The fee level is also directly related to how long it takes inspectors to carry out the physical inspections. For example, a bulb inspection fee is higher than the fee for inspecting cuttings; this is because it takes longer to inspect.
How are import fees charged and paid?
Each consignment will receive a combined document, identity and physical inspection charge regardless of whether they are inspected. The methodology used to calculate the flat rate fee for plants for planting and cuttings was consulted on in 2022. The methodology used to calculate all other fees was fully consulted on in 2017 and has not changed. By charging fees on a blanket basis, the charges are dramatically reduced for the individual, rather than only charging those whose goods are inspected a much larger amount. This approach also provides businesses with certainty over the fees they will be charged, rather than landing them with a bill of a larger amount if their consignment is selected for inspection. This method of fee charging was agreed by trade in a 2017/2018 consultation.
Invoices will be sent to the importer stated on the Declaration Unique Consignment Reference (DUCR) or the Common Health Entry Document for Plants and Plant Products (CHED PP)application. Each invoice will be laid out per application, with lines referring to the physical inspections per commodity group, the identity check, the documentary check and, if a sample was take on suspicion of a pest and/or disease, a line will also appear on the invoice. If an importer has done multiple applications within a week of each other, these application charges will appear on the same invoice, but all will be itemised.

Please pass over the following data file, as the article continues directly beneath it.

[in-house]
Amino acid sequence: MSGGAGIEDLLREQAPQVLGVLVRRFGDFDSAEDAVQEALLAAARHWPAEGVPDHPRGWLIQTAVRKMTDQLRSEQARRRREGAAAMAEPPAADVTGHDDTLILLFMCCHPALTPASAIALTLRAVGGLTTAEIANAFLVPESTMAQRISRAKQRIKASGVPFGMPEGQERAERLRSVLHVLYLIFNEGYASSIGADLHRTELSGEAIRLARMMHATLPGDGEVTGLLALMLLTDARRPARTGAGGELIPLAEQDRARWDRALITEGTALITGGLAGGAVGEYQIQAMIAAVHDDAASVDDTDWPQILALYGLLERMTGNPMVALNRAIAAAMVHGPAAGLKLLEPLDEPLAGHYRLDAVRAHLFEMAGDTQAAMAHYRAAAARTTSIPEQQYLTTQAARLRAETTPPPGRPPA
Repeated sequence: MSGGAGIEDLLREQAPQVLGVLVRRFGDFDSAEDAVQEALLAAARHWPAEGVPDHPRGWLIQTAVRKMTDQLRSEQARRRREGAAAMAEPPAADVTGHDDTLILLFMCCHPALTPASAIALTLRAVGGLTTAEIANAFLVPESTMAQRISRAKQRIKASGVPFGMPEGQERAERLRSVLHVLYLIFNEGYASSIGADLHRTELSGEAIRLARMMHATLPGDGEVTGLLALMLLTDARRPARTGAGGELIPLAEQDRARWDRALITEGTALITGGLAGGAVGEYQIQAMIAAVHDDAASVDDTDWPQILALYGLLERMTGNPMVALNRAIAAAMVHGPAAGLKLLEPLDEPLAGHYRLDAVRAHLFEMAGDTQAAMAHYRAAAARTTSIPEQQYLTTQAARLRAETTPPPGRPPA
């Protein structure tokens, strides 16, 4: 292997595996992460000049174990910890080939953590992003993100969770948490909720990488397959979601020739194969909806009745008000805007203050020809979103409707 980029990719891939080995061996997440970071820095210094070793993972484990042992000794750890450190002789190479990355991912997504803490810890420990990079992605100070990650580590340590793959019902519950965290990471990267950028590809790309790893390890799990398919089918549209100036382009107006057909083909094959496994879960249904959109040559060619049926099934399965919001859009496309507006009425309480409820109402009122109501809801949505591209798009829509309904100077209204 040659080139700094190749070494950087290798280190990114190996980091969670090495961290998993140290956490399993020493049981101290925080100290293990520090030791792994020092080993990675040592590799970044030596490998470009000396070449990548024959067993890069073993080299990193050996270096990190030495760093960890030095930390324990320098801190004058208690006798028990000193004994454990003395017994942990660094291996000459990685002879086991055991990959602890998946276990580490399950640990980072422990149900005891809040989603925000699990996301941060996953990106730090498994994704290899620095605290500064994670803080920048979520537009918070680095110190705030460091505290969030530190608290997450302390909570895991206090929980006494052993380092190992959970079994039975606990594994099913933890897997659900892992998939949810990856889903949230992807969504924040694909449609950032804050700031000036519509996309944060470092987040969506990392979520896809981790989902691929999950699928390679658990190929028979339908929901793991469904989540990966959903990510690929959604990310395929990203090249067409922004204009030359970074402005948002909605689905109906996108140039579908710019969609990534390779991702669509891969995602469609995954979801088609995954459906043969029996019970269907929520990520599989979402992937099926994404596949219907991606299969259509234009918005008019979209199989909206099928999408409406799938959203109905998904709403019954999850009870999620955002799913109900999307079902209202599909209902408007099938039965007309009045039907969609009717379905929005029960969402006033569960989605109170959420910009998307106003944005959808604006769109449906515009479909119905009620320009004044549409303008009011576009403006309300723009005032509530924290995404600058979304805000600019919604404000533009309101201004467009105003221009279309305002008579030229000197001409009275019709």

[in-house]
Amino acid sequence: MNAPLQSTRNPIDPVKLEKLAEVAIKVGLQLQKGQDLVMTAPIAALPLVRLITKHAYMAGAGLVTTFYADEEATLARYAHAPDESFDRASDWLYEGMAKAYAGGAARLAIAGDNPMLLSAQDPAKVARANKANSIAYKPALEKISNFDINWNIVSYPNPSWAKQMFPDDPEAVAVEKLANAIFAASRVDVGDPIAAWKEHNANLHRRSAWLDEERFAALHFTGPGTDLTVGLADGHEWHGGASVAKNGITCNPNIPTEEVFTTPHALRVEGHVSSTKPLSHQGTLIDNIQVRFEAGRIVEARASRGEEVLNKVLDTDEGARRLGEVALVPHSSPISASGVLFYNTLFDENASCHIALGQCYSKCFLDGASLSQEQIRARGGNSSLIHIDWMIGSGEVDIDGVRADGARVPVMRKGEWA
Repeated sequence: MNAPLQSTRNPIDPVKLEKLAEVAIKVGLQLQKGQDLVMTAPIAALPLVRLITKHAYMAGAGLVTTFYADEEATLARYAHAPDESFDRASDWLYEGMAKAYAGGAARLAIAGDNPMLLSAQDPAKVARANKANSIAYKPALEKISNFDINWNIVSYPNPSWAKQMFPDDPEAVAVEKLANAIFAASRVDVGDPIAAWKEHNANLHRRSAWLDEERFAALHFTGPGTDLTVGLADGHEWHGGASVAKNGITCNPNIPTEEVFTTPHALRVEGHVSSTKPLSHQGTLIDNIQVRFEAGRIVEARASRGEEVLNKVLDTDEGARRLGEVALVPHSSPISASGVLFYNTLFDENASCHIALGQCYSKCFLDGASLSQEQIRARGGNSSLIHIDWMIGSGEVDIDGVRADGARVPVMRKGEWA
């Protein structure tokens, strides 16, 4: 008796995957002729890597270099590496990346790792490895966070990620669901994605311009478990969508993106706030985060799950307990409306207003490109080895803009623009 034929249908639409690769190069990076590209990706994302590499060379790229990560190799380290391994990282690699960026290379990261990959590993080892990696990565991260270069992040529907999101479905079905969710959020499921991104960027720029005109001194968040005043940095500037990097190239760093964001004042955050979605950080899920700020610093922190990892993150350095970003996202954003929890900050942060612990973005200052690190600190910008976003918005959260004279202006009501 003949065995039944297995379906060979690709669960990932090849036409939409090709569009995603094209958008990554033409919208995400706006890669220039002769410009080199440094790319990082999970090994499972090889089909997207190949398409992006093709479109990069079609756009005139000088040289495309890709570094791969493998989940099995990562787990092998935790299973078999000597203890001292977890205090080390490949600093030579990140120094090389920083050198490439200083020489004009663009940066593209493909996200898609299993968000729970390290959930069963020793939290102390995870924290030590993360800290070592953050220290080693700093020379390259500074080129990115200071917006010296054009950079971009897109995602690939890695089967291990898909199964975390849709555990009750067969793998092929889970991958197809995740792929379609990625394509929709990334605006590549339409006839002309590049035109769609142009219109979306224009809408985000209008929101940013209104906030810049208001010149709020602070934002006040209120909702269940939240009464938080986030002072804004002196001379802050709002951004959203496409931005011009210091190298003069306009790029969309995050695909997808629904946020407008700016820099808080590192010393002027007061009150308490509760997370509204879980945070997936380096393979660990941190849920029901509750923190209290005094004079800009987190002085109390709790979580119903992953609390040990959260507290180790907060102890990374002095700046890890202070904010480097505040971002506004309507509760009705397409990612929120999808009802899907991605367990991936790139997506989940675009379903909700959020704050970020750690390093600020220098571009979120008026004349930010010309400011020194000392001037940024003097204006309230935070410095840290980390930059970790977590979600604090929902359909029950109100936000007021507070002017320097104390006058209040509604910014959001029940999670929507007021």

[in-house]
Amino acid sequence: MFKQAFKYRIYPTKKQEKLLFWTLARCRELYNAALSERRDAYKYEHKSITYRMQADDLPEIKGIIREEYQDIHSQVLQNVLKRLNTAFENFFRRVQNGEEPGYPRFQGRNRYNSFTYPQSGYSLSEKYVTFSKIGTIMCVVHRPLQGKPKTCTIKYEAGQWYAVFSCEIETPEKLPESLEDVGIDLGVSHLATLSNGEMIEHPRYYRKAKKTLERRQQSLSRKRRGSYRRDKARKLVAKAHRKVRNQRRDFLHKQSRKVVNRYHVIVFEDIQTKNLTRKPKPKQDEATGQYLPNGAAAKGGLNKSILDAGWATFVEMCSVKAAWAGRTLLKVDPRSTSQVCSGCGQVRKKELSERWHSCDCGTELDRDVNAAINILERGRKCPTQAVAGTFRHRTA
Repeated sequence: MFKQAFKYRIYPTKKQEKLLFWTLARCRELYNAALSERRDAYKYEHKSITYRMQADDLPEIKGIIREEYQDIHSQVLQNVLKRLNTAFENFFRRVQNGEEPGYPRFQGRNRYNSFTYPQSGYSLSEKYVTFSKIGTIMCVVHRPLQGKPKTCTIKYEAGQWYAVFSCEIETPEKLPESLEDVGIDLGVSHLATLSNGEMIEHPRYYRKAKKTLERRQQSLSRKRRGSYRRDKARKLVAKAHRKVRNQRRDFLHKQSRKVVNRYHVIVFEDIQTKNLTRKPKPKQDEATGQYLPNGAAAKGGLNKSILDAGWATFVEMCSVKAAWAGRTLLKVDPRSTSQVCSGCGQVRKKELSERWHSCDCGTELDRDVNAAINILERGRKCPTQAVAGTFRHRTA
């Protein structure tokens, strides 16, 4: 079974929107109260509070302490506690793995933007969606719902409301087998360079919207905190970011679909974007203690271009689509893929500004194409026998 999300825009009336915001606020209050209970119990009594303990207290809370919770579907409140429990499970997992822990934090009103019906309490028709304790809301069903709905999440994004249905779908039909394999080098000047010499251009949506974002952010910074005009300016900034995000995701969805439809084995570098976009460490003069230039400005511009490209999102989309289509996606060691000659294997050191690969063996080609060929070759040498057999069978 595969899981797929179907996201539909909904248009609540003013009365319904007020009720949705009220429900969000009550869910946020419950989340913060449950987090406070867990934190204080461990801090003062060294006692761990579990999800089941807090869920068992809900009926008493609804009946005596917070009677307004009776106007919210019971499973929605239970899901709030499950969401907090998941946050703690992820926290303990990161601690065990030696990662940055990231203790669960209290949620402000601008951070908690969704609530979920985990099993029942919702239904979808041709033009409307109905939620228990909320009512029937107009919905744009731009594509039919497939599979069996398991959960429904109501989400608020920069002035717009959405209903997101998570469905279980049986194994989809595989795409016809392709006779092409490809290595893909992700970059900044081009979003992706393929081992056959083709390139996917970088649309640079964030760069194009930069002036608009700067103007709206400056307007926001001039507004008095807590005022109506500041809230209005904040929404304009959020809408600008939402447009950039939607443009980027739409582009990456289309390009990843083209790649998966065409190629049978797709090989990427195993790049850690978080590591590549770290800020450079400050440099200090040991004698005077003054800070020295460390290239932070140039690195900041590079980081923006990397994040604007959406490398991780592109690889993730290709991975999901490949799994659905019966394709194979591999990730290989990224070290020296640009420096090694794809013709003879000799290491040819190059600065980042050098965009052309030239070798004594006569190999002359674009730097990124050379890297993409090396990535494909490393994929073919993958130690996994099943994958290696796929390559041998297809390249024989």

The description of each line will be made up of the commodity groups, the application number, the customer reference if entered onto the application, and the post code of where the inspection took place. There is a 240 character limit on each line so if the description suddenly stops it’s due to this reason. The invoice will be payable by bank transfer/BACS, over the phone via debit/credit card, or by cheque.
Fees for Scotland
In Scotland, a similar charging system applies; fees for EU goods are set out in the Plant Health (Import Inspection Fees) (Scotland) Regulations 2014 (as amended). Not all goods are subject to the fees laid out in the pages linked below. Businesses should refer to the legislation linked above for full details of the fees and the specific goods covered. The same methodology is used as in England and Wales; however, Scotland charges are based by total quantity/weight of consignments. All charges are rounded up to the nearest pound except for the additional quantity values which are rounded up to the nearest penny. For Scotland, the import fees will be aligned with the new inspection frequency rates based on existing charges.